His new strategy, he says, is to turn on public pressure when he lacks the support of the old-order commissioners. He's quite willing to go back to the media when necessary -- or to decide issues in referendums.
"If I have to, we will take it directly to the voters," he says. "'Cause that's the only power I have."
That strategy worked for him in the last election, when voters narrowly approved building a downtown baseball stadium -- a cause that Eckels supported and Radack opposed. Now, Radack seems determined to play a role as the vaguely worded proposal is hammered into concrete legislation. So far, Eckels is steering clear of a head-on collision, diplomatically describing Radack's proposal for a joint Commissioners Court/City Council public forum on the stadium as "an excellent idea" -- even though other supporters of the stadium think it could hurt their cause.
Though Eckels says he doesn't intend to back down, he is looking for ways to mend fences at the courthouse. "I played golf with Jerry the other day and shot 121, the worst golf game I've ever played in my life," says Eckels. "Drives him nuts, 'cause he's a pretty good golfer."
Radack, though, is a harder nut to crack. "Steve does not enjoy playing golf. If we're going to spend any time we have to find other things we can do -- maybe just riding around, looking at his precinct. I really enjoy doing that. I'd enjoy getting in a truck at night and driving out."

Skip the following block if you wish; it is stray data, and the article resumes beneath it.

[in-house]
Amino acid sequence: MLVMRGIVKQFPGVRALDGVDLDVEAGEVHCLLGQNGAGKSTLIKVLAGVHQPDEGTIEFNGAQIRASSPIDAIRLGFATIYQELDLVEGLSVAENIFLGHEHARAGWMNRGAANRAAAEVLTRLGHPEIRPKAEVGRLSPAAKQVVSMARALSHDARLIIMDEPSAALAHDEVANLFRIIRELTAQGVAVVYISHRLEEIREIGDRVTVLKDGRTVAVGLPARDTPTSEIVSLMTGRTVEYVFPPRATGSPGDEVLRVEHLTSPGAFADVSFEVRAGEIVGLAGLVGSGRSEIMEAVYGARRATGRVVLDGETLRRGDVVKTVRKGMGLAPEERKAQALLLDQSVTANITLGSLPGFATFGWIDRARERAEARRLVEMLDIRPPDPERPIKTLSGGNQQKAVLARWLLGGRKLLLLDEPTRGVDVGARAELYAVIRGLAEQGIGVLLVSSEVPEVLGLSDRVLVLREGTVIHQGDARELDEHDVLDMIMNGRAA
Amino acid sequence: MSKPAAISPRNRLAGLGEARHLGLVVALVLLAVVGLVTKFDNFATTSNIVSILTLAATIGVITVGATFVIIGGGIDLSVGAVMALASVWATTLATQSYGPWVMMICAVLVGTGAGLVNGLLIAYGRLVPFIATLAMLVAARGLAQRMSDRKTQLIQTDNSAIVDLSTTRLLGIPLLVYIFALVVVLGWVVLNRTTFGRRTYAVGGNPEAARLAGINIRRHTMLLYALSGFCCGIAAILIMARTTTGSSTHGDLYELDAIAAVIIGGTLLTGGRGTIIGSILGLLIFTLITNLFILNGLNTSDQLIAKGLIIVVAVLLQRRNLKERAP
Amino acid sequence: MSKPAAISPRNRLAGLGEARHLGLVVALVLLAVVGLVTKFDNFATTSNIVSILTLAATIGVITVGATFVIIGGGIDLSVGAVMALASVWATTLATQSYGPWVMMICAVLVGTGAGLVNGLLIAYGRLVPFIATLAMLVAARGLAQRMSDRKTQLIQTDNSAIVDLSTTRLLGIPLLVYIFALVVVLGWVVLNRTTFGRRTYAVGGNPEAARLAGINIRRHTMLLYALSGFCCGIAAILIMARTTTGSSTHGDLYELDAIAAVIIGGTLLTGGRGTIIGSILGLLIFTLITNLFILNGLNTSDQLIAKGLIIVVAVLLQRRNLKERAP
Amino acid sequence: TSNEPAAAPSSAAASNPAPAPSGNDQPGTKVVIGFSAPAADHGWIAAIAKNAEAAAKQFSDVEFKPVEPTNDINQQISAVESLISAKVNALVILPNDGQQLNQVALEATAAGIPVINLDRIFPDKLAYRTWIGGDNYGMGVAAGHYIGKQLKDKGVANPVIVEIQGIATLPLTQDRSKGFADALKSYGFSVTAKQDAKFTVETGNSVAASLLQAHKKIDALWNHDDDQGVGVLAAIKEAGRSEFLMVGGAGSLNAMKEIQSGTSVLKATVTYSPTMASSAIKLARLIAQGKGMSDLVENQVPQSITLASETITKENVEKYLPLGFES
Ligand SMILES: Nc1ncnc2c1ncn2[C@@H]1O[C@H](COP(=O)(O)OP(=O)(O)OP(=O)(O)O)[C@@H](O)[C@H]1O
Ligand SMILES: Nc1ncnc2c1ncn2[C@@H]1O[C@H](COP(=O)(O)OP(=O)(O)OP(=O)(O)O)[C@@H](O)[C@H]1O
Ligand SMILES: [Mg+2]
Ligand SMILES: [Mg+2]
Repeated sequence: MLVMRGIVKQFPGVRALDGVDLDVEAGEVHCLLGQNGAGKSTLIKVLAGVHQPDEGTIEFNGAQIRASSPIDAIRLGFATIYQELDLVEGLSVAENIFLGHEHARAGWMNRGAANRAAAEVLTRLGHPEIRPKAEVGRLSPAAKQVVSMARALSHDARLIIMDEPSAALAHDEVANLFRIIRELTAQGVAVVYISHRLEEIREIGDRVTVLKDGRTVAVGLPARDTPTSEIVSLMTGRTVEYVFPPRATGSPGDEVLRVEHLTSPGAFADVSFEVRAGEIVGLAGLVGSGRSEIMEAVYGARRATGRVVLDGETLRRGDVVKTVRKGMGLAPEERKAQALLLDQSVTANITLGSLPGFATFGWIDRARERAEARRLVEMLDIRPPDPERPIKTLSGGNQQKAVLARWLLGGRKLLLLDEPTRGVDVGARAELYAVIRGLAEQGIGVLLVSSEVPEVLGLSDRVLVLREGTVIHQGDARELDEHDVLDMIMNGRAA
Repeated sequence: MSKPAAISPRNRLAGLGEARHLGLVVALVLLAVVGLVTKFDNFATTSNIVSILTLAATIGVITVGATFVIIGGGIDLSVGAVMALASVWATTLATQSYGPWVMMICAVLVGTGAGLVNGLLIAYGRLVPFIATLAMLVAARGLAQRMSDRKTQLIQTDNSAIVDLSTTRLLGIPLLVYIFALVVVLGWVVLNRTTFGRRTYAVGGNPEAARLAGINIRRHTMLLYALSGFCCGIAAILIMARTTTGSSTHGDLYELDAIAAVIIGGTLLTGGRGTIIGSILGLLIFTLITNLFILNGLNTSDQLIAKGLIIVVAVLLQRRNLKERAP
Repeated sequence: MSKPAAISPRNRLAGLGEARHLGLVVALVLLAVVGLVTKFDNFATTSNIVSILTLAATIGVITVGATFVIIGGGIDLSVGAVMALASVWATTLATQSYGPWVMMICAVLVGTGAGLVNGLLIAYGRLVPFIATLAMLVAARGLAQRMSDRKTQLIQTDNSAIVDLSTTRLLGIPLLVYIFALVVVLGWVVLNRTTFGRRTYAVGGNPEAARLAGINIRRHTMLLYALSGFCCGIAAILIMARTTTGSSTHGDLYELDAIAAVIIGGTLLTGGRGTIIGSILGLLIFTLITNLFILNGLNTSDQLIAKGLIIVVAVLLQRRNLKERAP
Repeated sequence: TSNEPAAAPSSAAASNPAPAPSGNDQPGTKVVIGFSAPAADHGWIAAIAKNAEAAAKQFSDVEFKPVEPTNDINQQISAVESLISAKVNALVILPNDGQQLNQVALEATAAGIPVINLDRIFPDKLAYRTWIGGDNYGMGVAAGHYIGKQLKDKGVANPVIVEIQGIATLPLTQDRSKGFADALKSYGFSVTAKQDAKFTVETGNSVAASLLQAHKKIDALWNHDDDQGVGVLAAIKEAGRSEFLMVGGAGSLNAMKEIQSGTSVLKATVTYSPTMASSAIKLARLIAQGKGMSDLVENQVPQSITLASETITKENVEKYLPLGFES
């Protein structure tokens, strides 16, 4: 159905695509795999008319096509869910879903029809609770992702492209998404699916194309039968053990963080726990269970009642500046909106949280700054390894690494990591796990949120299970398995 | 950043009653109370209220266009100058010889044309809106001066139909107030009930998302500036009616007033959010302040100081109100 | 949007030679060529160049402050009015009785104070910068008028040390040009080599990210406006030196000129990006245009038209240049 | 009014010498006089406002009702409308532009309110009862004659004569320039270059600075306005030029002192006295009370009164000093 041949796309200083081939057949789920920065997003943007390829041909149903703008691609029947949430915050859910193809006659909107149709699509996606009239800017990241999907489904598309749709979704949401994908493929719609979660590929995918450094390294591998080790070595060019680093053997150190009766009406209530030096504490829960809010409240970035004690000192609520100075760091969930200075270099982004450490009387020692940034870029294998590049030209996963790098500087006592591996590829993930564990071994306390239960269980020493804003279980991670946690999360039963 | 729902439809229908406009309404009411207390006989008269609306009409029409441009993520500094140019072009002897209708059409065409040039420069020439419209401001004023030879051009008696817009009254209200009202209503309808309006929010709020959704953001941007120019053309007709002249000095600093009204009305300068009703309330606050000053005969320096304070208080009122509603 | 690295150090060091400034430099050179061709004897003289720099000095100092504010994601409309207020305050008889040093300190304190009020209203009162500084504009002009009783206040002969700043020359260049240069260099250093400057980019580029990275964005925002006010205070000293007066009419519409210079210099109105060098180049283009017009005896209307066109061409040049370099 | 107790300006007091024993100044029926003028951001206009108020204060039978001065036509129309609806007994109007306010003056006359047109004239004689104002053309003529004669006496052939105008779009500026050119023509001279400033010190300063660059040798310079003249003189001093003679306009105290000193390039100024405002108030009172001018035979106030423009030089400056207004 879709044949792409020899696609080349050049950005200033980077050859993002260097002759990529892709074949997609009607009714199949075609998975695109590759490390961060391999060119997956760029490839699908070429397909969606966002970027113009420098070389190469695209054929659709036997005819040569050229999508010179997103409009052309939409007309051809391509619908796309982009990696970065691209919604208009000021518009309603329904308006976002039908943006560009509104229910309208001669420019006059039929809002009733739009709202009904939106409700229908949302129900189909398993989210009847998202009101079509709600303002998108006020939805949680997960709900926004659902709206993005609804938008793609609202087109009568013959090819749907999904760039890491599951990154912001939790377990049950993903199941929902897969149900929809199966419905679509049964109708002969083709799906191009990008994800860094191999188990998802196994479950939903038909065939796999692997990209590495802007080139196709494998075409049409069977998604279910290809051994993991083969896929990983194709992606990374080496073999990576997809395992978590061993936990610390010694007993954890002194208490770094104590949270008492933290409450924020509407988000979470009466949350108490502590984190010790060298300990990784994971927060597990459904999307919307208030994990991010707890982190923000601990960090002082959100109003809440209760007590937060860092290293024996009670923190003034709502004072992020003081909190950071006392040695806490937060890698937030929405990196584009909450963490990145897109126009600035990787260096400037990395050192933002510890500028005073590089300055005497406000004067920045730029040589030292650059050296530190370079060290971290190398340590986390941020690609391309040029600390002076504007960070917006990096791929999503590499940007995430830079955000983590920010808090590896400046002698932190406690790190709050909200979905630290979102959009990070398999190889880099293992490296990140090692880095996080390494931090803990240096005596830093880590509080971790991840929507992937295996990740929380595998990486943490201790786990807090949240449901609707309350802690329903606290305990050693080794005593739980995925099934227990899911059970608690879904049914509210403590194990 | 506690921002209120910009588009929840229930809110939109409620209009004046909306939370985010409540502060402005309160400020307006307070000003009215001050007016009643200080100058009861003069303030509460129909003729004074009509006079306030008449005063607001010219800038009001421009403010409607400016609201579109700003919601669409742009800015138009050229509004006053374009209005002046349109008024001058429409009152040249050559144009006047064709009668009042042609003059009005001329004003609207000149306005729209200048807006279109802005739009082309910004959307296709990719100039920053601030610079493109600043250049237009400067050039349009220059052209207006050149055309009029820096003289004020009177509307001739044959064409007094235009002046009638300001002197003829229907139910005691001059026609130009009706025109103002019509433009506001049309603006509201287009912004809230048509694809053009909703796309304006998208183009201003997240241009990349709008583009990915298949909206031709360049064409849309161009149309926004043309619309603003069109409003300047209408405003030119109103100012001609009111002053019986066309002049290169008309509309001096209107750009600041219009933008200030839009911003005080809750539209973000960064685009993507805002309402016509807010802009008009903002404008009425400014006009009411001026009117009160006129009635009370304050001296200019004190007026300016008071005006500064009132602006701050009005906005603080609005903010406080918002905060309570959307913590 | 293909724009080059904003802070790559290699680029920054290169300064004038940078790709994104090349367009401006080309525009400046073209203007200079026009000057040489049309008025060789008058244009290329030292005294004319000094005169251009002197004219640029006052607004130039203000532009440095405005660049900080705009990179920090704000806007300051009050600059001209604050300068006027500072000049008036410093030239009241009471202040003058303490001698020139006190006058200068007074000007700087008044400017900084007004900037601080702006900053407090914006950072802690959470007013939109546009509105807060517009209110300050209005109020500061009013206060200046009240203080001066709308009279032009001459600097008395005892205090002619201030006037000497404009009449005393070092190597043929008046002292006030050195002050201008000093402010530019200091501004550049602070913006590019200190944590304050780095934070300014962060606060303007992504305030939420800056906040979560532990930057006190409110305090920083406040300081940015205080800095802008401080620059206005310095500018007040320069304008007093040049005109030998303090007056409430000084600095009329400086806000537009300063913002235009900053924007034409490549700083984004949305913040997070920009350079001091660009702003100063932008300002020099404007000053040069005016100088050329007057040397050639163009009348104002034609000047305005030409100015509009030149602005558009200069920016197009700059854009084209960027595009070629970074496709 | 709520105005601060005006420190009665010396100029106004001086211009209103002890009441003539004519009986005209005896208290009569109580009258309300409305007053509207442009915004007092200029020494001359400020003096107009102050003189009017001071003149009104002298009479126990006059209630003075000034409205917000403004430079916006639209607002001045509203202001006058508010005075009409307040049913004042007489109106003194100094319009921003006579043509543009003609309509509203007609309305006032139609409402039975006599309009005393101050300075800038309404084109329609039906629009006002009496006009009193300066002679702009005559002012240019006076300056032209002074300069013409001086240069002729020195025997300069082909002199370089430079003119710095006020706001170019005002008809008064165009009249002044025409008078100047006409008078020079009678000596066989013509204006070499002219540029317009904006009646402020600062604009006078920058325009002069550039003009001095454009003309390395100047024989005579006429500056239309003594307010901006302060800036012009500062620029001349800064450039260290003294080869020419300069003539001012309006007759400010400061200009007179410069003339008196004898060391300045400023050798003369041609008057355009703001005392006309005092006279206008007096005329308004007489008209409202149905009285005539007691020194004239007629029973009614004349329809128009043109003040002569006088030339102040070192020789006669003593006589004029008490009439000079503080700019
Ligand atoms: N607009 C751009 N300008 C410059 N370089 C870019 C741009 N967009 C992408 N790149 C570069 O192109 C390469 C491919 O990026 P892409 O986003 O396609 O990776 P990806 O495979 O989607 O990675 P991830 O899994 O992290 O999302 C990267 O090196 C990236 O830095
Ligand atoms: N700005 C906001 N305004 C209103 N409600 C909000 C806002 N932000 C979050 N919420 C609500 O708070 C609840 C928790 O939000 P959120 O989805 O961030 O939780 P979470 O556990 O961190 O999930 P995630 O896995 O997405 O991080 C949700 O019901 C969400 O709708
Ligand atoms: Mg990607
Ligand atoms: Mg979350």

He downplays the feud with Radack. "I don't consider Steve to be an enemy on Commissioners Court," says Eckels. "And that may frustrate him as well, because when we fight, maybe I fight differently than anybody he's ever fought before."
Radack, on the other hand, seems prepared to let the feud bleed on indefinitely -- and is not at all frustrated by the fight. "I'm not the one that keeps going to the media claiming, 'Steve and I are getting along better,' " laughs Radack, whining a derogatory imitation of Eckels. Radack recounts the time he buttonholed Eckels after one too many constituents had repeated Eckels's comments on the tax increase. "I said, 'Eckels, I'm going to just tell you what I tell them. I tell 'em that Robert Eckels is a liar. That does you no good. It doesn't do me a lot of good. But the fact of the matter is, you're a liar."
He continues, "I think the best thing Robert could do as county judge is get that ol' ring out of the bathtub and put in some fresh water and try to dissolve some of the problems we have .... Understand that when it comes to hand-to-hand combat, he's probably going to lose.
"At least," says Radack, "that's been his history so far.